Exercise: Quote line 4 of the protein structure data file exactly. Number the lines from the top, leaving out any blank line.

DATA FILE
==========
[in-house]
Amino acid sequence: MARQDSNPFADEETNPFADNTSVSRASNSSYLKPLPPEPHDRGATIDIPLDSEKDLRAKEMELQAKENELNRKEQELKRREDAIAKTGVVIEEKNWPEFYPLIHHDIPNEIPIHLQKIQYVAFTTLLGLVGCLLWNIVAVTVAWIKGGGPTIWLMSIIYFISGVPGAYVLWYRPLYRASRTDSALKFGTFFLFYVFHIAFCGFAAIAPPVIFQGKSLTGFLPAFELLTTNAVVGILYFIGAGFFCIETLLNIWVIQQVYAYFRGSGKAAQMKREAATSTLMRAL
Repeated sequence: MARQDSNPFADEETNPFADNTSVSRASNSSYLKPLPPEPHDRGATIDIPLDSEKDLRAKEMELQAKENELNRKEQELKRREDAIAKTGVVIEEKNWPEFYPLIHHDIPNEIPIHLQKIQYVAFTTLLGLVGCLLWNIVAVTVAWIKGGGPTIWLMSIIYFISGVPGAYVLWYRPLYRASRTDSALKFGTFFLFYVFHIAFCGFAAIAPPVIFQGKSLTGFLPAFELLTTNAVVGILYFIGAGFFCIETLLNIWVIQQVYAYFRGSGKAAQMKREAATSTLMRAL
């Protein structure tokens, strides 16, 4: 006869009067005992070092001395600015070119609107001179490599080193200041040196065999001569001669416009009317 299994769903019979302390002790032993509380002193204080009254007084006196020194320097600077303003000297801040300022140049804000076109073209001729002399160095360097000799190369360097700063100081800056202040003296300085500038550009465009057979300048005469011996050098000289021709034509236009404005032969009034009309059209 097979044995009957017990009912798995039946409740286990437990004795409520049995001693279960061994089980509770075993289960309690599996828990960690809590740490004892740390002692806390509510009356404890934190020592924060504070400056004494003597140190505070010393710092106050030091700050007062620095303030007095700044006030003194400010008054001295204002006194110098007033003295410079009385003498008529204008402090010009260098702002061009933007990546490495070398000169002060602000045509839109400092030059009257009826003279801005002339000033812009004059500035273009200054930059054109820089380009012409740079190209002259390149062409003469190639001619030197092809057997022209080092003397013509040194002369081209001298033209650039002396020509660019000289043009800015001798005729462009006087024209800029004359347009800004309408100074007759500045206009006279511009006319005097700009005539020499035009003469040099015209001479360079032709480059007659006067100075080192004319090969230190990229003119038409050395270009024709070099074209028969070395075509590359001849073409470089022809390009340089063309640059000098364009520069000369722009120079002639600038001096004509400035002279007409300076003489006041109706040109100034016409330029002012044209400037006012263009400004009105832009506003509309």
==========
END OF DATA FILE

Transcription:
């Protein structure tokens, strides 16, 4: 006869009067005992070092001395600015070119609107001179490599080193200041040196065999001569001669416009009317 299994769903019979302390002790032993509380002193204080009254007084006196020194320097600077303003000297801040300022140049804000076109073209001729002399160095360097000799190369360097700063100081800056202040003296300085500038550009465009057979300048005469011996050098000289021709034509236009404005032969009034009309059209 097979044995009957017990009912798995039946409740286990437990004795409520049995001693279960061994089980509770075993289960309690599996828990960690809590740490004892740390002692806390509510009356404890934190020592924060504070400056004494003597140190505070010393710092106050030091700050007062620095303030007095700044006030003194400010008054001295204002006194110098007033003295410079009385003498008529204008402090010009260098702002061009933007990546490495070398000169002060602000045509839109400092030059009257009826003279801005002339000033812009004059500035273009200054930059054109820089380009012409740079190209002259390149062409003469190639001619030197092809057997022209080092003397013509040194002369081209001298033209650039002396020509660019000289043009800015001798005729462009006087024209800029004359347009800004309408100074007759500045206009006279511009006319005097700009005539020499035009003469040099015209001479360079032709480059007659006067100075080192004319090969230190990229003119038409050395270009024709070099074209028969070395075509590359001849073409470089022809390009340089063309640059000098364009520069000369722009120079002639600038001096004509400035002279007409300076003489006041109706040109100034016409330029002012044209400037006012263009400004009105832009506003509309």